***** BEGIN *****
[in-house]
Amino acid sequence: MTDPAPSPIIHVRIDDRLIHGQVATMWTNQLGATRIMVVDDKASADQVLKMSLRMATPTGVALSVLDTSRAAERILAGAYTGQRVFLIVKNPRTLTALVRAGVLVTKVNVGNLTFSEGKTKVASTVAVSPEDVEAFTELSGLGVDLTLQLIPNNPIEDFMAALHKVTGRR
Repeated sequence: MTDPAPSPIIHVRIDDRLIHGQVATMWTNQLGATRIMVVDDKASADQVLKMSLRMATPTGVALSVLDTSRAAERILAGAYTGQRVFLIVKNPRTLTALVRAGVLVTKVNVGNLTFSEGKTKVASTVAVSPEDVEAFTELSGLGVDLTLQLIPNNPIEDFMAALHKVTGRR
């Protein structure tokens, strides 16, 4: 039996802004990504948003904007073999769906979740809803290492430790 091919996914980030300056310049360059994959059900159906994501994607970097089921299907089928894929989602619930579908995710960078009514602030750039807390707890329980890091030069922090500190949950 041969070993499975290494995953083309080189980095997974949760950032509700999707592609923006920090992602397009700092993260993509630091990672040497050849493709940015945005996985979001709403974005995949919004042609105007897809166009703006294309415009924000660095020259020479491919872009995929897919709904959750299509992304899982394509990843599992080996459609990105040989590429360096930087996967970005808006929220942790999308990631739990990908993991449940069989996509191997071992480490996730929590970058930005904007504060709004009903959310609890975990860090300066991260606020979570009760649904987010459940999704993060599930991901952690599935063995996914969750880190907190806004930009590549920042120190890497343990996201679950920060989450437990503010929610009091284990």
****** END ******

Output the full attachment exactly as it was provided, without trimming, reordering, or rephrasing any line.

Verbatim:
[in-house]
Amino acid sequence: MTDPAPSPIIHVRIDDRLIHGQVATMWTNQLGATRIMVVDDKASADQVLKMSLRMATPTGVALSVLDTSRAAERILAGAYTGQRVFLIVKNPRTLTALVRAGVLVTKVNVGNLTFSEGKTKVASTVAVSPEDVEAFTELSGLGVDLTLQLIPNNPIEDFMAALHKVTGRR
Repeated sequence: MTDPAPSPIIHVRIDDRLIHGQVATMWTNQLGATRIMVVDDKASADQVLKMSLRMATPTGVALSVLDTSRAAERILAGAYTGQRVFLIVKNPRTLTALVRAGVLVTKVNVGNLTFSEGKTKVASTVAVSPEDVEAFTELSGLGVDLTLQLIPNNPIEDFMAALHKVTGRR
């Protein structure tokens, strides 16, 4: 039996802004990504948003904007073999769906979740809803290492430790 091919996914980030300056310049360059994959059900159906994501994607970097089921299907089928894929989602619930579908995710960078009514602030750039807390707890329980890091030069922090500190949950 041969070993499975290494995953083309080189980095997974949760950032509700999707592609923006920090992602397009700092993260993509630091990672040497050849493709940015945005996985979001709403974005995949919004042609105007897809166009703006294309415009924000660095020259020479491919872009995929897919709904959750299509992304899982394509990843599992080996459609990105040989590429360096930087996967970005808006929220942790999308990631739990990908993991449940069989996509191997071992480490996730929590970058930005904007504060709004009903959310609890975990860090300066991260606020979570009760649904987010459940999704993060599930991901952690599935063995996914969750880190907190806004930009590549920042120190890497343990996201679950920060989450437990503010929610009091284990």